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Please use this identifier to cite or link to this item: http://hdl.handle.net/1807/17850

Title: Accessible Microfluidic Devices for Studying Endothelial Cell Biology
Authors: Young, Edmond
Advisor: Simmons, Craig Alexander
Wheeler, Aaron
Department: Mechanical and Industrial Engineering
Keywords: microfluidics
endothelial cells
mechanobiology
aortic valve
adhesion
shear stress
permeability
membrane
Issue Date: 28-Sep-2009
Abstract: Endothelial cells (ECs) form the inner lining of all blood vessels in the body, and coat the outer surfaces of heart valves. Because ECs are anchored to extracellular matrix proteins and are positioned between flowing blood and underlying interstitium, ECs are constantly exposed to hemodynamic shear, and act as a semi-permeable barrier to blood-borne factors. In vitro cell culture flow (ICF) systems have been employed as laboratory tools for testing endothelial properties such as adhesion strength, shear response, and permeability. Recently, advances in microscale technology have introduced microfluidic systems as alternatives to conventional ICF devices, with a multitude of practical advantages not available at the macroscale. However, acceptance of microfluidics as a viable platform has thus far been reserved because utility of microfluidics has yet to be fully demonstrated. For biologists to embrace microfluidics, engineers must validate microscale systems and prove their practicality as tools for cell biology. Microfluidic devices were designed, fabricated, and implemented to study properties of two EC types: aortic ECs and valve ECs. The objective was to streamline experimentation to reveal phenotypic traits of the two types and in the process demonstrate the usefulness of microfluidics. The first task was to develop a protocol to isolate pure populations of valve ECs because reported methods were inadequate. Dispase and collagenase in combination for leaflet digestion followed by clonal expansion of cell isolates was optimal for obtaining pure valve EC populations. Using a parallel microfluidic network, we discovered that valve ECs adhered strongly and spread well only on fibronectin and not on type I collagen. In contrast, aortic ECs adhered strongly on both proteins. Both aortic and valve ECs were then exposed to shear and analyzed for cell orientation. Morphological analyses showed aortic and valve ECs both aligned parallel to flow when sheared in a macroscale flow chamber, but aortic ECs aligned perpendicular to flow when sheared in a microchannel. Finally, a microfluidic membrane device was designed and characterized as a potential tool for measuring albumin permeability through sheared endothelial monolayers. Overall, these studies revealed novel EC characteristics and phenomena, and demonstrated accessibility of microfluidics for EC studies.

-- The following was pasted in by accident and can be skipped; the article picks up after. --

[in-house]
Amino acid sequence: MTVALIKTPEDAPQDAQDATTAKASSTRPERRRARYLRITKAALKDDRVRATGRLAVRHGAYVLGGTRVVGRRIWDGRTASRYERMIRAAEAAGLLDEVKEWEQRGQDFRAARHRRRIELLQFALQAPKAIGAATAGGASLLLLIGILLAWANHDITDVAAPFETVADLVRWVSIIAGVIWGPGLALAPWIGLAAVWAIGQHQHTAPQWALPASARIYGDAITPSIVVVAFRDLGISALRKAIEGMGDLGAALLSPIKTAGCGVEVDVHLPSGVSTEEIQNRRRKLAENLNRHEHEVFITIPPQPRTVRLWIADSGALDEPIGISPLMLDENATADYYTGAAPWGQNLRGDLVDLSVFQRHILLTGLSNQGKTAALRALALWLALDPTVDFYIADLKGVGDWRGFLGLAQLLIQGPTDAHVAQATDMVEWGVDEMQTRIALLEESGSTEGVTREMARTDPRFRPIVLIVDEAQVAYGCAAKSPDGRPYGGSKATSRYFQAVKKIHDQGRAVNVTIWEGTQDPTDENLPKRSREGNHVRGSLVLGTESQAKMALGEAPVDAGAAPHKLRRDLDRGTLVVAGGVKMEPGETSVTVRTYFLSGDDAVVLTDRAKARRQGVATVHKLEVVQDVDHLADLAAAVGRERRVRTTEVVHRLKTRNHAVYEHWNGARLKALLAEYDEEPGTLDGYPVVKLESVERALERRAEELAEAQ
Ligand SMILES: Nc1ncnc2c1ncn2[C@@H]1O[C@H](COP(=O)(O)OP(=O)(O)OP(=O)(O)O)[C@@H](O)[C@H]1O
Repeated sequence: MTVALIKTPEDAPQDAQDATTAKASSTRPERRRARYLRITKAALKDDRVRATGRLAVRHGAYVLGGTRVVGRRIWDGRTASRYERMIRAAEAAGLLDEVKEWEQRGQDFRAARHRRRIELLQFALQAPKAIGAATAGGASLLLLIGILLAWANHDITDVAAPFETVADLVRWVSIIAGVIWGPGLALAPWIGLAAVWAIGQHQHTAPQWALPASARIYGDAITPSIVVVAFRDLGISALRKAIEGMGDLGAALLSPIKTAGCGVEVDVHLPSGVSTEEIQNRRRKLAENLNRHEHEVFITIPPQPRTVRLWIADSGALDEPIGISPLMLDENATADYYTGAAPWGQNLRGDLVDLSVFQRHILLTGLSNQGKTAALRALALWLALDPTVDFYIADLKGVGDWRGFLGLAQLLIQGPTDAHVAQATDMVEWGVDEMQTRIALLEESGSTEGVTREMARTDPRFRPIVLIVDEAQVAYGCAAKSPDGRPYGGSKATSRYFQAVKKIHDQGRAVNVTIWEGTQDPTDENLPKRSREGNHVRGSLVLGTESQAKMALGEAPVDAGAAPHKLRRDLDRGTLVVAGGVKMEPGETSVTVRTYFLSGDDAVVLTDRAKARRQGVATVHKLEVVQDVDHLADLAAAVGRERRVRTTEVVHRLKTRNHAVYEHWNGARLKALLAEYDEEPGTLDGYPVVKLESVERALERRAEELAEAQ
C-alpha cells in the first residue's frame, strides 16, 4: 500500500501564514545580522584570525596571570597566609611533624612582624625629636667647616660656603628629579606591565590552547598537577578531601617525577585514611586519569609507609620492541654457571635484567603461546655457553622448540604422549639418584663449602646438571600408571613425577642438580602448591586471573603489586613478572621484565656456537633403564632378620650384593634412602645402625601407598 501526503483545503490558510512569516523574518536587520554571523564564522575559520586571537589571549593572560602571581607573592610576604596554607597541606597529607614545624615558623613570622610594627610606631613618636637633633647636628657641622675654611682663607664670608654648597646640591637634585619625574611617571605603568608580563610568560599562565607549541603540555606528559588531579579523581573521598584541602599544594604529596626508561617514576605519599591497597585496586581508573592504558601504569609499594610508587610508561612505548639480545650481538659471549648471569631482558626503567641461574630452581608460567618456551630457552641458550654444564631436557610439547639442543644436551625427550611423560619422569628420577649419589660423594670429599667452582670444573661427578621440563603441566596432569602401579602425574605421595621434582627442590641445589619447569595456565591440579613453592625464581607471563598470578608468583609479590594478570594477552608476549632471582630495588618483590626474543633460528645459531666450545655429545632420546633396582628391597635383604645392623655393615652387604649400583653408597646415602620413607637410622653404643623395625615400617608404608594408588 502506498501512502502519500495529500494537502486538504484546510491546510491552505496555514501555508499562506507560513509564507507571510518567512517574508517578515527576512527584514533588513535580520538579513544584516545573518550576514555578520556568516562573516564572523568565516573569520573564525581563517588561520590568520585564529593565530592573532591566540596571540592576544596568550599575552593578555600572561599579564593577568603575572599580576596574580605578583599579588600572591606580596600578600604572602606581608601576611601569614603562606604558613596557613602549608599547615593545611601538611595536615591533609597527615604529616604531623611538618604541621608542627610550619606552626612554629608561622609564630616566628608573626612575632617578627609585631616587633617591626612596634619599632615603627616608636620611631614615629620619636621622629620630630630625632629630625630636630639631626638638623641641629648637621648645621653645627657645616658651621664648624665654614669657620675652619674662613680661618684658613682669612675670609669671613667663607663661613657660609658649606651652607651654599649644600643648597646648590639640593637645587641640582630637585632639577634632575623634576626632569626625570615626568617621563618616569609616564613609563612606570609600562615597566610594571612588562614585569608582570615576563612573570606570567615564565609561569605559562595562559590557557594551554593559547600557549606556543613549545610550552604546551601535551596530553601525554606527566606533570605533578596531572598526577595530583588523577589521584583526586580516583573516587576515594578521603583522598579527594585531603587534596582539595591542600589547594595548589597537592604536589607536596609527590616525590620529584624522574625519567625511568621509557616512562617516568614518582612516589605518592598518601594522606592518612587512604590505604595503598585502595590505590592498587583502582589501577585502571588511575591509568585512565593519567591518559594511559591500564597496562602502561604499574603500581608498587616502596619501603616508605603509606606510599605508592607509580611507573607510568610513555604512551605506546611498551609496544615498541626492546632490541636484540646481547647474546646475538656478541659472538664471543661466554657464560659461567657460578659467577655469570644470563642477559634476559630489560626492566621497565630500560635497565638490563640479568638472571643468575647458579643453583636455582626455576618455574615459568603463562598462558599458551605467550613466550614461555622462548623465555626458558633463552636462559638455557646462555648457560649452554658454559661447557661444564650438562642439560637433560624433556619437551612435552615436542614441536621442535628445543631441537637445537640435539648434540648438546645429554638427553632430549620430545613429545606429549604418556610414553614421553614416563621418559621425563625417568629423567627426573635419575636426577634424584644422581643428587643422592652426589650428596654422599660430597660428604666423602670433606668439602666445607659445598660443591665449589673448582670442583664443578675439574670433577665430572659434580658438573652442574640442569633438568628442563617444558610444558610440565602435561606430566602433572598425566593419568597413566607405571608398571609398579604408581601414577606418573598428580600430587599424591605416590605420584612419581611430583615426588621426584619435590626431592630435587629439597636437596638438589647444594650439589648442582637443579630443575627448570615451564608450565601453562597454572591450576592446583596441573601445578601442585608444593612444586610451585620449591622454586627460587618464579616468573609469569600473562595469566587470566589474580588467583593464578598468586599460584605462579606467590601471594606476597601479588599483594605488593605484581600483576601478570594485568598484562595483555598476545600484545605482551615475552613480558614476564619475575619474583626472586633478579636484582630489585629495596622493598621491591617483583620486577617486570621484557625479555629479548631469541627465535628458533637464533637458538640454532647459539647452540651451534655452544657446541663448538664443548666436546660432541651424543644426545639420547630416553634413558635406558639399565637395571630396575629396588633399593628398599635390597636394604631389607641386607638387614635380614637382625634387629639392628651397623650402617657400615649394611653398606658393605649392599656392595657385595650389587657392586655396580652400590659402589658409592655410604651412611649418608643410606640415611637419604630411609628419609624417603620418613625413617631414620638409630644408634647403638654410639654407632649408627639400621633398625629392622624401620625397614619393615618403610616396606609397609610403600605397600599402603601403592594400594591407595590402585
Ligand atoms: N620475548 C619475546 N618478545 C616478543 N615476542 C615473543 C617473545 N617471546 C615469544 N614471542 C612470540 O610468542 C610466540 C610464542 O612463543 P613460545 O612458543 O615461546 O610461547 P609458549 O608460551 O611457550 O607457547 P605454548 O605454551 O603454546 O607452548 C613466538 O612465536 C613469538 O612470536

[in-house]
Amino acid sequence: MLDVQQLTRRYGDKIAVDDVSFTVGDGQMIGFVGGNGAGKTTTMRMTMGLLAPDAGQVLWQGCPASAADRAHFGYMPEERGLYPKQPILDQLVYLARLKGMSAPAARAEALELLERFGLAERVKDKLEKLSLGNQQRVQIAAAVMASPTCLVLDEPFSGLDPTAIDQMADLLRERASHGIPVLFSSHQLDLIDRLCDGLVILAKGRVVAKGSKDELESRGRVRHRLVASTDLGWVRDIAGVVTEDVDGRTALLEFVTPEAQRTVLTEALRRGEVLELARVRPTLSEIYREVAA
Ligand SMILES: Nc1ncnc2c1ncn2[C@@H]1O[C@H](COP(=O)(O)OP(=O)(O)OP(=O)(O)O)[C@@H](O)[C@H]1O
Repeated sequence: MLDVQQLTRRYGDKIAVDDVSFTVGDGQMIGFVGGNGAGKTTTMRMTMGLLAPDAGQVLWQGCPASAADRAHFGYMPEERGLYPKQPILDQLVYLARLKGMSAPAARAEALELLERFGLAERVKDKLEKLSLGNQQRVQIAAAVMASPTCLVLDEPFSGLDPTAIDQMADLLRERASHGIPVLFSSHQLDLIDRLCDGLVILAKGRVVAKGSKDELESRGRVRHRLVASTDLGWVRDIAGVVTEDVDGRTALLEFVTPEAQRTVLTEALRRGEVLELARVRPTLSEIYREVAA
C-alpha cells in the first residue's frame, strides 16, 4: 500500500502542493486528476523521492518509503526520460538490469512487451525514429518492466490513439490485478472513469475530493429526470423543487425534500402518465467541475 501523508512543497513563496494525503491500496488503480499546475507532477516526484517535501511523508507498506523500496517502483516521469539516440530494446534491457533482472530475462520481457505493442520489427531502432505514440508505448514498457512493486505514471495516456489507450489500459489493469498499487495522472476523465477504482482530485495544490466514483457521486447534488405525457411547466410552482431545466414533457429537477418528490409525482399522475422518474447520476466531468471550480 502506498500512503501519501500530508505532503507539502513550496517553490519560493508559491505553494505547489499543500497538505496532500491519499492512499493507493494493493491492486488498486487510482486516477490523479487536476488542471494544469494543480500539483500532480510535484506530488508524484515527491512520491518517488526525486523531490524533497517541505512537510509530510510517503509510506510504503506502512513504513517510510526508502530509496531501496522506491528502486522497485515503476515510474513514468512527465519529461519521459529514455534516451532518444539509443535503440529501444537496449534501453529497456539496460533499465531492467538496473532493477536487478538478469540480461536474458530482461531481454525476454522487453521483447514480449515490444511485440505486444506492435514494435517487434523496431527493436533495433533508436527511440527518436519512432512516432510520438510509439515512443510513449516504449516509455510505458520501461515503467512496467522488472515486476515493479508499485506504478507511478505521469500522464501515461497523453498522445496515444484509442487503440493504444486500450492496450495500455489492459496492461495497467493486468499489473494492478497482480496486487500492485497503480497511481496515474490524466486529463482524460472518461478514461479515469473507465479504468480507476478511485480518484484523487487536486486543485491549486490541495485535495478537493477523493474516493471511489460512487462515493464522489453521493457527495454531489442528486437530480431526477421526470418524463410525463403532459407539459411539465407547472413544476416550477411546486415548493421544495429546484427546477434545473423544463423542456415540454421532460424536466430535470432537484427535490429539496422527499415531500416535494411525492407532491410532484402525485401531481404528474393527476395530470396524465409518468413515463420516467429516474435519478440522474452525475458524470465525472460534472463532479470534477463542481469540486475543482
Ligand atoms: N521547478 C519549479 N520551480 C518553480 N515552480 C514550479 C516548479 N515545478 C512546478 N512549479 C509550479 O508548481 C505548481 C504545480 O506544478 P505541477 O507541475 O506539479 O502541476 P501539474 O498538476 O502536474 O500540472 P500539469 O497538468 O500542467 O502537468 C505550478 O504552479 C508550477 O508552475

URI: http://hdl.handle.net/1807/17850
Appears in Collections:Doctoral
Department of Mechanical & Industrial Engineering - Doctoral theses

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